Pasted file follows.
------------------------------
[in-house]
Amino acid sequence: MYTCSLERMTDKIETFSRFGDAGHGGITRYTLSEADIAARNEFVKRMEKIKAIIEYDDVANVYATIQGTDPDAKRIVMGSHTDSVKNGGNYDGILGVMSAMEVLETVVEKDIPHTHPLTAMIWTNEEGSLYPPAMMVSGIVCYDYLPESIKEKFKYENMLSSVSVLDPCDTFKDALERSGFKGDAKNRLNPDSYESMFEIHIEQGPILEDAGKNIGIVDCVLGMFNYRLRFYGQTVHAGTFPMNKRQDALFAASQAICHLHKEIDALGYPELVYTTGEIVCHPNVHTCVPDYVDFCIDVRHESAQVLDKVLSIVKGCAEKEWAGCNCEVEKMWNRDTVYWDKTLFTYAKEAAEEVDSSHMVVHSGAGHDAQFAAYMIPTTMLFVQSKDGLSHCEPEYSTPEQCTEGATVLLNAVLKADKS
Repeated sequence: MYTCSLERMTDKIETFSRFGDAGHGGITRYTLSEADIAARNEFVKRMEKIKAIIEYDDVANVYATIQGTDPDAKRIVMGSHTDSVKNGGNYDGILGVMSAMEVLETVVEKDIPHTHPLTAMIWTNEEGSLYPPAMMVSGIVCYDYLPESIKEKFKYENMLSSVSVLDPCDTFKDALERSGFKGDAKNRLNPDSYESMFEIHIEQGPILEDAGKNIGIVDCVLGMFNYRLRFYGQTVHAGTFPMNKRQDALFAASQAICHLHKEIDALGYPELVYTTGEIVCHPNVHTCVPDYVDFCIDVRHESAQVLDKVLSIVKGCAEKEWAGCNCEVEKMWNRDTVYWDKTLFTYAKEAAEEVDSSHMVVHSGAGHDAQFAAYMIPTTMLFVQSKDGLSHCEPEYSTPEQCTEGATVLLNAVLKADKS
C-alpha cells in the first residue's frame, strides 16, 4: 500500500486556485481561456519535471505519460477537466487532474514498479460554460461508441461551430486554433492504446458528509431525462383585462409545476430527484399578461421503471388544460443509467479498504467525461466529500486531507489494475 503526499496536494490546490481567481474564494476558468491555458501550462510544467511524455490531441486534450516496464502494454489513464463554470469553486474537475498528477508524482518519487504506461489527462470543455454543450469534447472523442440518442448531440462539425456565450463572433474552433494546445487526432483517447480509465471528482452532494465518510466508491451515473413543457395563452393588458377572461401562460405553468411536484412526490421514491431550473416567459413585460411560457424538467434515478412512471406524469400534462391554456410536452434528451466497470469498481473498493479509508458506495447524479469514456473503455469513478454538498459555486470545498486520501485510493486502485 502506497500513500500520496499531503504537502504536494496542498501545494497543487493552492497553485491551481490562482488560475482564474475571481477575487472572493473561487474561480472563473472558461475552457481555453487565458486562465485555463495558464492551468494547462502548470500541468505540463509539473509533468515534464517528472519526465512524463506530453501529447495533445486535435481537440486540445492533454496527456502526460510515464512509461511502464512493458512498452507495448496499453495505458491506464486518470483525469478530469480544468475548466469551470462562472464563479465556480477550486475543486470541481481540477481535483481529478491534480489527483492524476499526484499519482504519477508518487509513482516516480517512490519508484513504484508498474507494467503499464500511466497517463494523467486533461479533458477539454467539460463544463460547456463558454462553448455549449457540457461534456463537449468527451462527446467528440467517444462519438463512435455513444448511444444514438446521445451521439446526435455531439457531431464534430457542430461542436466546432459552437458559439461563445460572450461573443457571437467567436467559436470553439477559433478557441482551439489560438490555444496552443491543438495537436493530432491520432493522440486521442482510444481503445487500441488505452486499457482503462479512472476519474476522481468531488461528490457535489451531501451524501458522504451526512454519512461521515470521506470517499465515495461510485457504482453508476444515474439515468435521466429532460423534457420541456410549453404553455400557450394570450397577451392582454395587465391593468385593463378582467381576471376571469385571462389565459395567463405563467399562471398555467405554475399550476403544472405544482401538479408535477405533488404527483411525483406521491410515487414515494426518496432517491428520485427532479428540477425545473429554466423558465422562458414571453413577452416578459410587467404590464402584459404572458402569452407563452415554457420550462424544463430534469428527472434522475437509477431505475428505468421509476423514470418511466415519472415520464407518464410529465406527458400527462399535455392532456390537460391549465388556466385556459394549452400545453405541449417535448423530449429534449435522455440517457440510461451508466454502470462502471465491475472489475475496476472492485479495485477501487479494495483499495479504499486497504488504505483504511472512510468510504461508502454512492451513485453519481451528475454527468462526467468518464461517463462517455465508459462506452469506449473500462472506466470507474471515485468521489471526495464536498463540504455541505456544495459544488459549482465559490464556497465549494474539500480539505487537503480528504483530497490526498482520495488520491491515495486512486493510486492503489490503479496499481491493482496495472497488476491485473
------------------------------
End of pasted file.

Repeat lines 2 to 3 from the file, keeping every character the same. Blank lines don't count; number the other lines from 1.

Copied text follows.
Amino acid sequence: MYTCSLERMTDKIETFSRFGDAGHGGITRYTLSEADIAARNEFVKRMEKIKAIIEYDDVANVYATIQGTDPDAKRIVMGSHTDSVKNGGNYDGILGVMSAMEVLETVVEKDIPHTHPLTAMIWTNEEGSLYPPAMMVSGIVCYDYLPESIKEKFKYENMLSSVSVLDPCDTFKDALERSGFKGDAKNRLNPDSYESMFEIHIEQGPILEDAGKNIGIVDCVLGMFNYRLRFYGQTVHAGTFPMNKRQDALFAASQAICHLHKEIDALGYPELVYTTGEIVCHPNVHTCVPDYVDFCIDVRHESAQVLDKVLSIVKGCAEKEWAGCNCEVEKMWNRDTVYWDKTLFTYAKEAAEEVDSSHMVVHSGAGHDAQFAAYMIPTTMLFVQSKDGLSHCEPEYSTPEQCTEGATVLLNAVLKADKS
Repeated sequence: MYTCSLERMTDKIETFSRFGDAGHGGITRYTLSEADIAARNEFVKRMEKIKAIIEYDDVANVYATIQGTDPDAKRIVMGSHTDSVKNGGNYDGILGVMSAMEVLETVVEKDIPHTHPLTAMIWTNEEGSLYPPAMMVSGIVCYDYLPESIKEKFKYENMLSSVSVLDPCDTFKDALERSGFKGDAKNRLNPDSYESMFEIHIEQGPILEDAGKNIGIVDCVLGMFNYRLRFYGQTVHAGTFPMNKRQDALFAASQAICHLHKEIDALGYPELVYTTGEIVCHPNVHTCVPDYVDFCIDVRHESAQVLDKVLSIVKGCAEKEWAGCNCEVEKMWNRDTVYWDKTLFTYAKEAAEEVDSSHMVVHSGAGHDAQFAAYMIPTTMLFVQSKDGLSHCEPEYSTPEQCTEGATVLLNAVLKADKS